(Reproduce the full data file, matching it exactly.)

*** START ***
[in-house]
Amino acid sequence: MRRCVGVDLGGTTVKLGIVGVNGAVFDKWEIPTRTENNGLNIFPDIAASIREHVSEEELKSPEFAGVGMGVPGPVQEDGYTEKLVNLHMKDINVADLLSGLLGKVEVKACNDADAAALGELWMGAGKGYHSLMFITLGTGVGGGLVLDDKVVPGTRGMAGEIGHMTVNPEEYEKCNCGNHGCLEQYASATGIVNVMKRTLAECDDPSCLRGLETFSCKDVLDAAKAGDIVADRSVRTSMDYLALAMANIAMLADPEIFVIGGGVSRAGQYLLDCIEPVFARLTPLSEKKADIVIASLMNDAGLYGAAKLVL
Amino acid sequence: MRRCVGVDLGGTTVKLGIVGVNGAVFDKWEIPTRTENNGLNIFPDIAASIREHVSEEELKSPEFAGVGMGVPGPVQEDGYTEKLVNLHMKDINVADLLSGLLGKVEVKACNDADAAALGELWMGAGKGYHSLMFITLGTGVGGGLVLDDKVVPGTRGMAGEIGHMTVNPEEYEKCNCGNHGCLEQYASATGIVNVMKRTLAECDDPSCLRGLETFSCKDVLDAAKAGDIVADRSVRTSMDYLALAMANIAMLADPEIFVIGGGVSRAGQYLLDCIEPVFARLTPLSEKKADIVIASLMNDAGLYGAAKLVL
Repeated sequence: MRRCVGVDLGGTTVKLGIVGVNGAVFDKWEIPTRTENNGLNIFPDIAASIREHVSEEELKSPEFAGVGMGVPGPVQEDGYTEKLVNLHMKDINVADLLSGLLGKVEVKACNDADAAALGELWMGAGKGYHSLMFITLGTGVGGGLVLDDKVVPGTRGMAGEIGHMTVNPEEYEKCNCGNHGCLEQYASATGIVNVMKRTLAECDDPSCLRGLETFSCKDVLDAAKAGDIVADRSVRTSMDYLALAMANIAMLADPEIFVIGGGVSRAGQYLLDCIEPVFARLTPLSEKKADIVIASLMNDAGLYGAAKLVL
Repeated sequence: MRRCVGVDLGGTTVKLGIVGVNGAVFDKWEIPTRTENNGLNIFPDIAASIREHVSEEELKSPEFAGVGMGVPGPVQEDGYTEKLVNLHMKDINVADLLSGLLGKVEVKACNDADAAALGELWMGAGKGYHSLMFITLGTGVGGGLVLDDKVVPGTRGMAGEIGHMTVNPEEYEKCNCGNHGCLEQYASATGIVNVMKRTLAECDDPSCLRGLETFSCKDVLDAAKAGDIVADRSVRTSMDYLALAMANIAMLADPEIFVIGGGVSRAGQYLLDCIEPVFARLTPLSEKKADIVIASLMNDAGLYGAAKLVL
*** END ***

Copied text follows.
[in-house]
Amino acid sequence: MRRCVGVDLGGTTVKLGIVGVNGAVFDKWEIPTRTENNGLNIFPDIAASIREHVSEEELKSPEFAGVGMGVPGPVQEDGYTEKLVNLHMKDINVADLLSGLLGKVEVKACNDADAAALGELWMGAGKGYHSLMFITLGTGVGGGLVLDDKVVPGTRGMAGEIGHMTVNPEEYEKCNCGNHGCLEQYASATGIVNVMKRTLAECDDPSCLRGLETFSCKDVLDAAKAGDIVADRSVRTSMDYLALAMANIAMLADPEIFVIGGGVSRAGQYLLDCIEPVFARLTPLSEKKADIVIASLMNDAGLYGAAKLVL
Amino acid sequence: MRRCVGVDLGGTTVKLGIVGVNGAVFDKWEIPTRTENNGLNIFPDIAASIREHVSEEELKSPEFAGVGMGVPGPVQEDGYTEKLVNLHMKDINVADLLSGLLGKVEVKACNDADAAALGELWMGAGKGYHSLMFITLGTGVGGGLVLDDKVVPGTRGMAGEIGHMTVNPEEYEKCNCGNHGCLEQYASATGIVNVMKRTLAECDDPSCLRGLETFSCKDVLDAAKAGDIVADRSVRTSMDYLALAMANIAMLADPEIFVIGGGVSRAGQYLLDCIEPVFARLTPLSEKKADIVIASLMNDAGLYGAAKLVL
Repeated sequence: MRRCVGVDLGGTTVKLGIVGVNGAVFDKWEIPTRTENNGLNIFPDIAASIREHVSEEELKSPEFAGVGMGVPGPVQEDGYTEKLVNLHMKDINVADLLSGLLGKVEVKACNDADAAALGELWMGAGKGYHSLMFITLGTGVGGGLVLDDKVVPGTRGMAGEIGHMTVNPEEYEKCNCGNHGCLEQYASATGIVNVMKRTLAECDDPSCLRGLETFSCKDVLDAAKAGDIVADRSVRTSMDYLALAMANIAMLADPEIFVIGGGVSRAGQYLLDCIEPVFARLTPLSEKKADIVIASLMNDAGLYGAAKLVL
Repeated sequence: MRRCVGVDLGGTTVKLGIVGVNGAVFDKWEIPTRTENNGLNIFPDIAASIREHVSEEELKSPEFAGVGMGVPGPVQEDGYTEKLVNLHMKDINVADLLSGLLGKVEVKACNDADAAALGELWMGAGKGYHSLMFITLGTGVGGGLVLDDKVVPGTRGMAGEIGHMTVNPEEYEKCNCGNHGCLEQYASATGIVNVMKRTLAECDDPSCLRGLETFSCKDVLDAAKAGDIVADRSVRTSMDYLALAMANIAMLADPEIFVIGGGVSRAGQYLLDCIEPVFARLTPLSEKKADIVIASLMNDAGLYGAAKLVL